During his second day in court, former chief of the Zadar criminal investigation division Ive Kardum continued contesting the claims he had made in his statements to the OTP investigators in 2004 and 2007. Kardum told the investigators that he himself was afraid of Croatian soldiers. Today, contrary to that, he said that the remaining local Serbs had ‘lots of nice things to say’ about those soldiers when he spoke to them

Ive Kardum, witness in the Gotovina trialIve Kardum, witness in the Gotovina trial

In a statement he gave to the OTP investigators, tendered into evidence at the trial of Croatian generals Gotovina, Cermak and Markac, former chief of the Zadar criminal investigation division Ive Kardum said that after Operation Storm, the Croatian civilian protection personnel did the clean-up of the terrain, removing the bodies without informing the police. The witness also said that he later learned that thirty bodies were found and buried in the Knin area in August 1995. As he received no notice of that, he couldn’t investigate the case.

The prosecutor today tried to prove that there had been no investigations because the Croatian police officials decided not to investigate, and not because the CID did not have proper information. He showed the minutes from a meeting of the MUP officials in Zagreb where it is stated that it was not the task of the police to ‘investigate’ but merely to ‘identify’ the bodies that were found. Kardum denied that this meant that there was an order not to investigate the cause of death of the people whose bodies were found in Knin. The witness mentioned the murder of seven Serb civilians in the village of Gosic near Knin on 27 August 1995 and several other murder investigations undertaken from 1996 to 2002.

The witness however admitted that the minutes from the meeting in Zagreb were partially correct. There was an order issued on 7 August 1995 to the effect that there was to be no investigation in the cases when the corpses found by the civilian protection were already decomposed. As Kardum clarified, the investigations were conducted only if there were indications that a war crime had been committed. When it was assessed that the persons died in ‘combat, of natural causes or suicide’, there was no investigation, the witness said.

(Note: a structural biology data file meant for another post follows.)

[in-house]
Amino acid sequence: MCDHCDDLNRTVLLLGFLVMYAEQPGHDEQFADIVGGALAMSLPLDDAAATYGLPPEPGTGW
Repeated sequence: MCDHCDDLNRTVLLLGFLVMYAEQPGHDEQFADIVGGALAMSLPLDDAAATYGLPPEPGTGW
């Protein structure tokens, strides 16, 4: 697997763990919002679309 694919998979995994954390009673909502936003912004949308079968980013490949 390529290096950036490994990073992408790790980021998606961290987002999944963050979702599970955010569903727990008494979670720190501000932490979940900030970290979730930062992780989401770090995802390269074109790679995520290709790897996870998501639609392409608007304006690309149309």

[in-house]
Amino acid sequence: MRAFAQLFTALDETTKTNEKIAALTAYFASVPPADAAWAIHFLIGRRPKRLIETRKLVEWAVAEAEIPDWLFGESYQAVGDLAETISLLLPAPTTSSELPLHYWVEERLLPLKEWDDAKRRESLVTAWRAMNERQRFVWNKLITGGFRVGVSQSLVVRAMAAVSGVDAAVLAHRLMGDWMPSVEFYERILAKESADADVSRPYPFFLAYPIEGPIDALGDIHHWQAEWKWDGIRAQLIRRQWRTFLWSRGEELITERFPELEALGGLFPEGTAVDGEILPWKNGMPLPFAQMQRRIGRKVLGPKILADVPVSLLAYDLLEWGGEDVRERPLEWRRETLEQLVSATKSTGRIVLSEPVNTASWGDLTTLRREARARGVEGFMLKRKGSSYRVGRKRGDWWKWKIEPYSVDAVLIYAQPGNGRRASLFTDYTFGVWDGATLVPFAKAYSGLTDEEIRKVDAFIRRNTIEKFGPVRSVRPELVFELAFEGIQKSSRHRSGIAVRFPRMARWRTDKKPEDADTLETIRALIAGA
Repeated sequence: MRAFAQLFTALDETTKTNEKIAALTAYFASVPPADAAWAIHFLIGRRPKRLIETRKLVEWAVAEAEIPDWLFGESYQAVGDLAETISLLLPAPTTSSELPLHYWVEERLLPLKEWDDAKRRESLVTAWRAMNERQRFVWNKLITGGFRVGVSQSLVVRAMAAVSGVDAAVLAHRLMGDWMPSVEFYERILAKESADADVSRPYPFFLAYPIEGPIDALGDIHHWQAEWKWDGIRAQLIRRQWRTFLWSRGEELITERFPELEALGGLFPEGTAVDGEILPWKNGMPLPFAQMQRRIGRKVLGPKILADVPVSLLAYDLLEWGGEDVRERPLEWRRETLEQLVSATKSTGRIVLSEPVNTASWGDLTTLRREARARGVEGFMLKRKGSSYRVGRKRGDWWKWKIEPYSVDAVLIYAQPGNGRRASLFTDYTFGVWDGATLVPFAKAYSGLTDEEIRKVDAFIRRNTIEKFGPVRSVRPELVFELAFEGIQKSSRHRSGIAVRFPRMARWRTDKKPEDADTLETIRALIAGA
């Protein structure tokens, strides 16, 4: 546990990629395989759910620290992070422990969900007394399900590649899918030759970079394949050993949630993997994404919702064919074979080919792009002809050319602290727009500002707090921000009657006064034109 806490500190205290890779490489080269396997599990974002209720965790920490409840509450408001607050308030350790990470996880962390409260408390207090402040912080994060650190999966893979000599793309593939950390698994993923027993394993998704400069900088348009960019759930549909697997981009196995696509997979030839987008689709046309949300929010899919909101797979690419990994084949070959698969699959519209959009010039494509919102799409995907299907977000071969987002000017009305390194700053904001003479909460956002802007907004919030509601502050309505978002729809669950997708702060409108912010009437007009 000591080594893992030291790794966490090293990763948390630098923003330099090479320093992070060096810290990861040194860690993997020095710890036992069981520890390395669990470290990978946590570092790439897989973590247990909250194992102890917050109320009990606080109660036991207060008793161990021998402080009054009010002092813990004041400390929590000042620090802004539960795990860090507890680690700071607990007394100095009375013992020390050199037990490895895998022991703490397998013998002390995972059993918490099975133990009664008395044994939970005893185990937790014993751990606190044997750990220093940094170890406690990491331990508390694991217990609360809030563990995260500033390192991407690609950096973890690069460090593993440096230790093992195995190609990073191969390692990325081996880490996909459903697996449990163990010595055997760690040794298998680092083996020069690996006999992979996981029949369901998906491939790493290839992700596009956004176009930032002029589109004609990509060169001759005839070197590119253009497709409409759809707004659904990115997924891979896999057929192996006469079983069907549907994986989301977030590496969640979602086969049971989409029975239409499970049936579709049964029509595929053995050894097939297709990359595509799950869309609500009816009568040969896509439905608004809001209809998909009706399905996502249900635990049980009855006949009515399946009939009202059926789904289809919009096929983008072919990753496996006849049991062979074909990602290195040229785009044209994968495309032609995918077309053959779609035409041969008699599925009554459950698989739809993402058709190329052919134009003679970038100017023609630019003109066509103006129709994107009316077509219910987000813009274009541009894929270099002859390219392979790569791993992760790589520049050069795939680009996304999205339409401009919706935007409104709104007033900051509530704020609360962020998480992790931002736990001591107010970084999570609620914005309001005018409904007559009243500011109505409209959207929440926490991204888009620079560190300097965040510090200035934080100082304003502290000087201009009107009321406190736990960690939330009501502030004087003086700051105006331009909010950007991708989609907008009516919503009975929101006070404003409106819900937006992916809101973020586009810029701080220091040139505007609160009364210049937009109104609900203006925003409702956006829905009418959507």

Kardum told the OTP investigators that on 7 August 1995, when he first came to Knin after Operation Storm, he saw smoke rising from neighboring villages, abandoned tractors and scattered civilian clothes. In the town and the environs, Kardum went on to say, there were policemen but also soldiers; he was scared of them. Today Kardum changed his evidence, saying that the police protected the remaining Serbs in Krajina villages. Serb civilians had ‘a lot of nice things to say’ about the behavior of the Croatian Army troops when he spoke to them. Asked if he or his colleagues from the police took any action against the Croatian soldiers for looting and burning, the witness replied that he was not aware of any suspicions that such acts were being committed.

As the hearing today drew to a close, police general Mladen Markac’s defense cross-examining the witness.